This significant finding shows that tetrahydrodaizein and dehydroequol are extremely potent antioxidants and therefore may be regarded as effective therapeutics in the treatment of cancer, myocardial infarction, stroke, arthritis, sunlight induced skin damage cataracts, and other conditions resulting from oxidative damage.
By way of example dehydroequol (Compound 10) tested in this assay is shown to be a particularly superior antioxidant compared to a positive control antioxidant (BHT), the Redox Index for dehydroequol being 4.5±1.2, and that of BHT being 6.3.
The above test indicates that compounds 1 to 19, and particularly dehydroequol interacts synergistically with vitamin E to prevent oxidation. This is an important finding as vitamin E has previously been regarded as having opposing activities facilitation oxidation and decreasing oxidation of lipids and protein. Compositions containing one or more Compounds 1 to 19 and vitamin E may be used in the therapeutic treatment of cancer, myocardial infarction, stroke, arthritis, sunlight induced skin damage cataracts and other conditions responsive to treatment with antioxidants.
The experiments were carried out according to Witting et al (1996) J. Lipid Res., 37, 853–867. These studies show that Compounds 1 to 19, particularly dehydroequol (Compound 10), dihydrodaidzein and dihydrogenistein, interact synergistically with α-tocopherol.
Treatment of Acne
An 18 year old girl with acne since puberty, with no response to the contraceptive pill or any topical cream, and who declined the use of Roacutane on safety grounds, was administered a soy isoflavone extract containing genistein, daidzein, formononetin and Biochanin A which were converted into their metabolites namely compounds 1, 2, 5, 8, 10, 11, 13 and 14 as evidenced by urine analysis. 40 mg administered twice daily resulted in marked improvement of acne condition, colour, and general appearance within two weeks.
A 40 year old man with acne since puberty, with no response to any topical cream and who declined the use of Roacutane on safety grounds, as administered a soy isoflavone extract as described above. These isoflavones were converted to their metabolites namely compounds 1, 2, 5, 8, 10, 11, 13 and 14 as evidenced by urine analysis. Unexpectedly, he reported a dramatic improvement in his acne within two weeks, a change which hadn't been observed in over 20 years.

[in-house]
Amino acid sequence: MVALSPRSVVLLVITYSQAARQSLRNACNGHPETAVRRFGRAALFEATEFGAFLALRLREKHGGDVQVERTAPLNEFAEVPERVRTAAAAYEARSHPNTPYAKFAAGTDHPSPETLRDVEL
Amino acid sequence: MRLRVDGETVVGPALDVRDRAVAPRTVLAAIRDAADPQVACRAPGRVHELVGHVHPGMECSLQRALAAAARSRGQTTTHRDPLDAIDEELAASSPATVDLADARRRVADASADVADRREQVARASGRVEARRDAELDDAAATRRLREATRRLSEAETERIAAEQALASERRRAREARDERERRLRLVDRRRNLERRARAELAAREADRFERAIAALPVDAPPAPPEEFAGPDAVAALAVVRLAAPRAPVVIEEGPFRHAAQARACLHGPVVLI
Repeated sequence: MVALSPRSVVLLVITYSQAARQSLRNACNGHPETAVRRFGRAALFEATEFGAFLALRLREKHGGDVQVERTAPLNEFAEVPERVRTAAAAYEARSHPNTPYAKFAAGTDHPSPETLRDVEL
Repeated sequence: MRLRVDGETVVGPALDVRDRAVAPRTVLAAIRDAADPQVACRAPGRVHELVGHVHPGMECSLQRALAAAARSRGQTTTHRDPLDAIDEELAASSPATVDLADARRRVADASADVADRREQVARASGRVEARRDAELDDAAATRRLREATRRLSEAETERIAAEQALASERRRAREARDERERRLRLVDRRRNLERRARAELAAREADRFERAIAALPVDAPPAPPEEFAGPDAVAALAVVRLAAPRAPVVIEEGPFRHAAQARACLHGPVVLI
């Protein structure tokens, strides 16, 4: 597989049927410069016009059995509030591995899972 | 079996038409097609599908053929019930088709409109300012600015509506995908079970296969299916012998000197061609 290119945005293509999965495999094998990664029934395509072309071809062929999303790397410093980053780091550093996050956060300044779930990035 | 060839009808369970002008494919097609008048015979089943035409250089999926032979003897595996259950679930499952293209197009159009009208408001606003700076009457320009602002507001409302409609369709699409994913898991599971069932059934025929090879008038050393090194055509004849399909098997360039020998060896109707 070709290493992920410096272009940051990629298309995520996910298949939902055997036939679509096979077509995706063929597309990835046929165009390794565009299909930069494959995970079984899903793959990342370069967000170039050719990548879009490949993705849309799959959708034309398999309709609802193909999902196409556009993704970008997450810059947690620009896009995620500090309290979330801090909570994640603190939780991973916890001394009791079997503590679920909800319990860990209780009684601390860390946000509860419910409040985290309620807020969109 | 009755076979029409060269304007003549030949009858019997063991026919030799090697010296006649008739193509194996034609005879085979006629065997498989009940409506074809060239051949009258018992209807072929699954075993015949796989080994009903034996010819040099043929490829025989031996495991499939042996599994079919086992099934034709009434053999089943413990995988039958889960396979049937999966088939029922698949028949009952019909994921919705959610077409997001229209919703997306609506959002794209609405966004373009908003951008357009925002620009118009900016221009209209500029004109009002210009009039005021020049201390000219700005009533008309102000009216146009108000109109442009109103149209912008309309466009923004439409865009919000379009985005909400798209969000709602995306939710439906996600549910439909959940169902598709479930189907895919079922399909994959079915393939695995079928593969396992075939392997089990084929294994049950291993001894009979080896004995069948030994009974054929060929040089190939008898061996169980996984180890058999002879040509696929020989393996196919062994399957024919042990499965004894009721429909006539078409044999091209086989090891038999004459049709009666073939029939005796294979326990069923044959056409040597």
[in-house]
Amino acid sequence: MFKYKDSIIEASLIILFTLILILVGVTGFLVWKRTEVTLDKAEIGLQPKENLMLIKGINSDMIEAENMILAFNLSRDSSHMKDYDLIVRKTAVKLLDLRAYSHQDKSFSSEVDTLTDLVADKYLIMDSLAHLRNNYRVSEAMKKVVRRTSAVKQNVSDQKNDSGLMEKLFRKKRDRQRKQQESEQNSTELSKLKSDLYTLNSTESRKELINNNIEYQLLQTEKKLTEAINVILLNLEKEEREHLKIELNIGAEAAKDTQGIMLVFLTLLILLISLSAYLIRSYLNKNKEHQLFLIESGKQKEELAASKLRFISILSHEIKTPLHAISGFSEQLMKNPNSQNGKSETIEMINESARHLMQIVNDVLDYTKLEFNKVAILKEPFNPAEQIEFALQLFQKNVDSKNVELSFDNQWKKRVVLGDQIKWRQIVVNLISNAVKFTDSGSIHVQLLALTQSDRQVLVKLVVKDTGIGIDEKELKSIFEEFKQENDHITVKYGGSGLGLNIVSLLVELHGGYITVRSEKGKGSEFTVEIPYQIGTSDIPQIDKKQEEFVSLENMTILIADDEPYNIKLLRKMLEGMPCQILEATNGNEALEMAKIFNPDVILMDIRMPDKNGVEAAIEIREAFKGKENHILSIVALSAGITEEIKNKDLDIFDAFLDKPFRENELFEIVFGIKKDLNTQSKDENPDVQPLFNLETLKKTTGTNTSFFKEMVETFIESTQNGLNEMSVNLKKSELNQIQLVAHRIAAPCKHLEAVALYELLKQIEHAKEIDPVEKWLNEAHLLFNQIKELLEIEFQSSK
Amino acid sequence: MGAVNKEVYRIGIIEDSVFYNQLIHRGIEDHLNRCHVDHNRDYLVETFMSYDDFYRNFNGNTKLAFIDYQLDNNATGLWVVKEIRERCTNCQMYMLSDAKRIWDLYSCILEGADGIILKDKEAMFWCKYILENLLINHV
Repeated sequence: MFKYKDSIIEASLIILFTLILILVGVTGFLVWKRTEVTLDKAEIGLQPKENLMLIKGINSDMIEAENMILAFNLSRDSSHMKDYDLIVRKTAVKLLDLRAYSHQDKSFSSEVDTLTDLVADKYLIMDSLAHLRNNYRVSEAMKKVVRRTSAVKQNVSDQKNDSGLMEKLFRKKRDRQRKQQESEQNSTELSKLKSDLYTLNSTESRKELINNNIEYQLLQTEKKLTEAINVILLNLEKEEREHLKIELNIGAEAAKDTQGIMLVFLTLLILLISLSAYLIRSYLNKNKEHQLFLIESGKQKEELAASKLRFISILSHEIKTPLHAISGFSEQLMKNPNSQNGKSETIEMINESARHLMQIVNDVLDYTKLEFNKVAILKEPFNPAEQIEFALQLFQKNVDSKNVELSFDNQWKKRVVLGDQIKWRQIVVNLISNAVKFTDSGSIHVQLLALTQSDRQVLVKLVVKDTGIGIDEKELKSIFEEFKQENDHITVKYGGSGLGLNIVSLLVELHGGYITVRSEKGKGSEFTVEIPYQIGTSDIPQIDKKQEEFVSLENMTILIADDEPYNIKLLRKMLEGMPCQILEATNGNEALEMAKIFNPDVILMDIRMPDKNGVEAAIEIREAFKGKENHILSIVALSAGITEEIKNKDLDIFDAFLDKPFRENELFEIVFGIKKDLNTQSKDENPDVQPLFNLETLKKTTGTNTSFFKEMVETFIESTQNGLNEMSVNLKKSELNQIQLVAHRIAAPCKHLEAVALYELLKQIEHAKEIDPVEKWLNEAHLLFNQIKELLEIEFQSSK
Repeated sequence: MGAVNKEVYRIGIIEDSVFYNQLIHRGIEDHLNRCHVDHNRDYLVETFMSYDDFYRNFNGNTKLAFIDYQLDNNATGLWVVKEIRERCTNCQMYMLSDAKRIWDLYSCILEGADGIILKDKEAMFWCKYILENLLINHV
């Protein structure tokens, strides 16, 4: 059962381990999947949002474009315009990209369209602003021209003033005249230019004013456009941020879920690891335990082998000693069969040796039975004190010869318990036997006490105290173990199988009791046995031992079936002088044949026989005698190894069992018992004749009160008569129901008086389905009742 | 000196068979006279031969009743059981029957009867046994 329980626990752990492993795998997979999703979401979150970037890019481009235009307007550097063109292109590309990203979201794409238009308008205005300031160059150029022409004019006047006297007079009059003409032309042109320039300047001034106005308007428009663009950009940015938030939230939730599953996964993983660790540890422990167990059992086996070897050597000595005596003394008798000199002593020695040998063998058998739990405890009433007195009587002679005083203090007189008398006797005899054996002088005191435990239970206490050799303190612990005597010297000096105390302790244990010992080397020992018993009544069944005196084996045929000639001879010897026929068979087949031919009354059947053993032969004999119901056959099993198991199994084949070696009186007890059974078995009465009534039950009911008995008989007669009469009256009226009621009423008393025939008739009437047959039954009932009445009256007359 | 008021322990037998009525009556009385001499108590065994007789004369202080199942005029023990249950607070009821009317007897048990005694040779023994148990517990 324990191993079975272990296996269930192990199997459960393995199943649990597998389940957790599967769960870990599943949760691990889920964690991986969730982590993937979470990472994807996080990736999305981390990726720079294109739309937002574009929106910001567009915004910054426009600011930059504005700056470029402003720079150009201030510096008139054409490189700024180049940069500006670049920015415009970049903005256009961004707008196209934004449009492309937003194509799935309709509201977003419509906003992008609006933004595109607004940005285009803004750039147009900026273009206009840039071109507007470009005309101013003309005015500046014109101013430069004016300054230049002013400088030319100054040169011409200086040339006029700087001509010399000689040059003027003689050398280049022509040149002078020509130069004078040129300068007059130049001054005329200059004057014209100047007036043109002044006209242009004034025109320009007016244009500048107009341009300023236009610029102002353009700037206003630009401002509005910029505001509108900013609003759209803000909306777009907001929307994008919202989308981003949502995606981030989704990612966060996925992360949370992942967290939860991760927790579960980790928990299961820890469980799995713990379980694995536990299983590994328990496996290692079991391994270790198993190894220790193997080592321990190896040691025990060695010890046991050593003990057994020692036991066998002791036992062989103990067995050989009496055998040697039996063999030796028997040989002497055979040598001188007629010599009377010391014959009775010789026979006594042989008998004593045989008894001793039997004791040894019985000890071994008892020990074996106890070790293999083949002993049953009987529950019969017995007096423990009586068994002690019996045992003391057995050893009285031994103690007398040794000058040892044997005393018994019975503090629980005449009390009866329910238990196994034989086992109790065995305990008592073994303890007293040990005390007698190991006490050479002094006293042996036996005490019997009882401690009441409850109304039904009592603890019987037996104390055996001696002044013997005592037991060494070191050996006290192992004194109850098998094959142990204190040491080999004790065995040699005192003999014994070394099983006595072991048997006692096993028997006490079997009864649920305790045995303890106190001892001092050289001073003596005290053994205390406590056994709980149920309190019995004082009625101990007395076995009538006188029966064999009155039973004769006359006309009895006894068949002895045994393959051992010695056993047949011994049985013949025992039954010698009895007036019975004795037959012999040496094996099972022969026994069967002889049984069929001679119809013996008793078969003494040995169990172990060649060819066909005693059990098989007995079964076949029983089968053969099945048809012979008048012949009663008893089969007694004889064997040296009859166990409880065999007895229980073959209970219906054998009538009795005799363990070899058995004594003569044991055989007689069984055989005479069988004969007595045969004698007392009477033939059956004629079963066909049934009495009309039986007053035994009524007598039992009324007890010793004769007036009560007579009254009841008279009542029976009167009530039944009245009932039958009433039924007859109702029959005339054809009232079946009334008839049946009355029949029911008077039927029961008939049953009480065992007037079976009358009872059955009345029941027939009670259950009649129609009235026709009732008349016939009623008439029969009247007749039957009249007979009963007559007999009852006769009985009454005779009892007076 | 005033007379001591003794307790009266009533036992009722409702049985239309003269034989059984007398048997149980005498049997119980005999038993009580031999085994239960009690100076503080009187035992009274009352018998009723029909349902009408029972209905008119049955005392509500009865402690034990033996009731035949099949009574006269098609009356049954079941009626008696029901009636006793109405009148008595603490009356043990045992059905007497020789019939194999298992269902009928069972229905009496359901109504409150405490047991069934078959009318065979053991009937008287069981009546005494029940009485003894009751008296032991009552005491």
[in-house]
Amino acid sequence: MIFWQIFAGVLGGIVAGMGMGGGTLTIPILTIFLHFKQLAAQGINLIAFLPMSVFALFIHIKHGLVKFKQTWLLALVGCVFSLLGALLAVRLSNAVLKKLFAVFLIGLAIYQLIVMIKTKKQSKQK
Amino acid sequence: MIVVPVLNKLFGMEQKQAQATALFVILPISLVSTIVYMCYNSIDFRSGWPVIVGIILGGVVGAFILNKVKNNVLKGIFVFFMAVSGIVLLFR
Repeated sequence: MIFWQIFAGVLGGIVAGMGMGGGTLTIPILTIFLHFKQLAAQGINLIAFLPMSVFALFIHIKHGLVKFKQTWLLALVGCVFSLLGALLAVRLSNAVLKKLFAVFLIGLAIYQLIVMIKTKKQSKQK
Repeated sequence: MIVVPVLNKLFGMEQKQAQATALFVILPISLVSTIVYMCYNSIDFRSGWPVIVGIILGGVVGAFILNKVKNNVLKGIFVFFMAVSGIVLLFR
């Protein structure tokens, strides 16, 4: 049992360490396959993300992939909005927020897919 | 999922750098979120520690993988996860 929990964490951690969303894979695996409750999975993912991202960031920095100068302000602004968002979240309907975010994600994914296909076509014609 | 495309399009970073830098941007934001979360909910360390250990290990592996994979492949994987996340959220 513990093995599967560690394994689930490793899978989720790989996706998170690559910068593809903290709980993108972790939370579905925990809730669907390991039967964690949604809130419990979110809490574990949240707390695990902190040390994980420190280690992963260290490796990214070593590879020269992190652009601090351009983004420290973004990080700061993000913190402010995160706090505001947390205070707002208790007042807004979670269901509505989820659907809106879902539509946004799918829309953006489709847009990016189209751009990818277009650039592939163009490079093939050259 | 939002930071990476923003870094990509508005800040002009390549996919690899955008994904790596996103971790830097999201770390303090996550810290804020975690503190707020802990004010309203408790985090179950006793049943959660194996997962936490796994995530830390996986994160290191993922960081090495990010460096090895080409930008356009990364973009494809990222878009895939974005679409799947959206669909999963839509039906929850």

Subsequent clinical studies have shown to demonstrate therapeutic benefits in the treatment of acne utilising the above compounds.
Subsequent clinical studies are shown to demonstrate therapeutic benefits in the treatment of the above conditions.
A 67 year old man suffering from prostate cancer received a daily dosage of 16 mg of isoflavone extracts from clover which contained genistein, daidzein, formononetin and biochanin A. After subsequent surgery for his prostate cancer condition the pathology report on the extracted prostate tissue showed an increased incidence of apoptosis (Stephens, F. O. (1997) J. Aus. Med Assoc. 167, 3, 138–140). Analysis of this patient's urine showed the presence of aforementioned metabolites, this indicating that these compounds responsible for the amelioration of his condition in that the degenerative changes in the prostatectomy section, especially the apoptosis were indicative of androgen deprivation and typical of a response to estrogen therapy.
A patient group was studied comprising women who had a past history of breast cancer (who had been treated either by surgery or radiation, or both) and women who had a strong familial connection to breast cancer, that is, where their mothers or siblings had suffered from breast cancer. This study investigated whether compounds 1 through 19 administered transdermally each day through a skin patch could be used to prevent breast cancer or metastatic cancers following cancer therapy.
Patches were prepared that contained a lipophylic carrier cream which is readily absorbed through the skin. The cream comprised a glycerol cold cream which contained glycerin and peanut oil. A selected active compound from any one of compounds of the formulae 1 to 19 is mixed with the lipophylic cream such that each patch comprises 10 mg to 100 mg of active compound. The patch is applied to the skin each day and rapid absorption occurs. After two hours the patch is removed. Alternatively, the patch may be left on for a greater part of each day.
Over a one year study period it is found that this high risk group does not show any evidence of breast cancer or other metastatic cancer.